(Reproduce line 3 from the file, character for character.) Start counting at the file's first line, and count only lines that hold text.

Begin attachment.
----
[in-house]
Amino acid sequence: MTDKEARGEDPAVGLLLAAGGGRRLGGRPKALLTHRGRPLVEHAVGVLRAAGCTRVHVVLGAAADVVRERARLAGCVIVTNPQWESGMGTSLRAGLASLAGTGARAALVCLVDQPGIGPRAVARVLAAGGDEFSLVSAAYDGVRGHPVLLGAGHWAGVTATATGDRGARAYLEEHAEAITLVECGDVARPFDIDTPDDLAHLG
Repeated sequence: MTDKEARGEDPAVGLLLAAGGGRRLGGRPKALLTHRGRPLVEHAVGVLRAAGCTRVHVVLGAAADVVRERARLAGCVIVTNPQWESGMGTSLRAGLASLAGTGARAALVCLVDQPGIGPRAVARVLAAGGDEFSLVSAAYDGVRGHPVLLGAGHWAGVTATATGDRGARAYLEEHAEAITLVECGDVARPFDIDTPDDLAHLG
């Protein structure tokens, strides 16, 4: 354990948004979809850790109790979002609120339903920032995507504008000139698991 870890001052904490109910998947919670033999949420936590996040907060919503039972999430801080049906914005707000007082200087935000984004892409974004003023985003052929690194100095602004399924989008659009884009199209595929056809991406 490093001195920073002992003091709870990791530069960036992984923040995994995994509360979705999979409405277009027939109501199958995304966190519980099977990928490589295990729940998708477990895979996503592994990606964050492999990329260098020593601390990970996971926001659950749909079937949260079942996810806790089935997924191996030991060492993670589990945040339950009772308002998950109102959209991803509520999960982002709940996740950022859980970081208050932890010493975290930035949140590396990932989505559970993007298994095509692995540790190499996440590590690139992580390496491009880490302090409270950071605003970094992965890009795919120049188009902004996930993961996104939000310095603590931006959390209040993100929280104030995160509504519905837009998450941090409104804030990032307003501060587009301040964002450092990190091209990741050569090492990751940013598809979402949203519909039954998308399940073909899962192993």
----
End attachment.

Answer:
Repeated sequence: MTDKEARGEDPAVGLLLAAGGGRRLGGRPKALLTHRGRPLVEHAVGVLRAAGCTRVHVVLGAAADVVRERARLAGCVIVTNPQWESGMGTSLRAGLASLAGTGARAALVCLVDQPGIGPRAVARVLAAGGDEFSLVSAAYDGVRGHPVLLGAGHWAGVTATATGDRGARAYLEEHAEAITLVECGDVARPFDIDTPDDLAHLG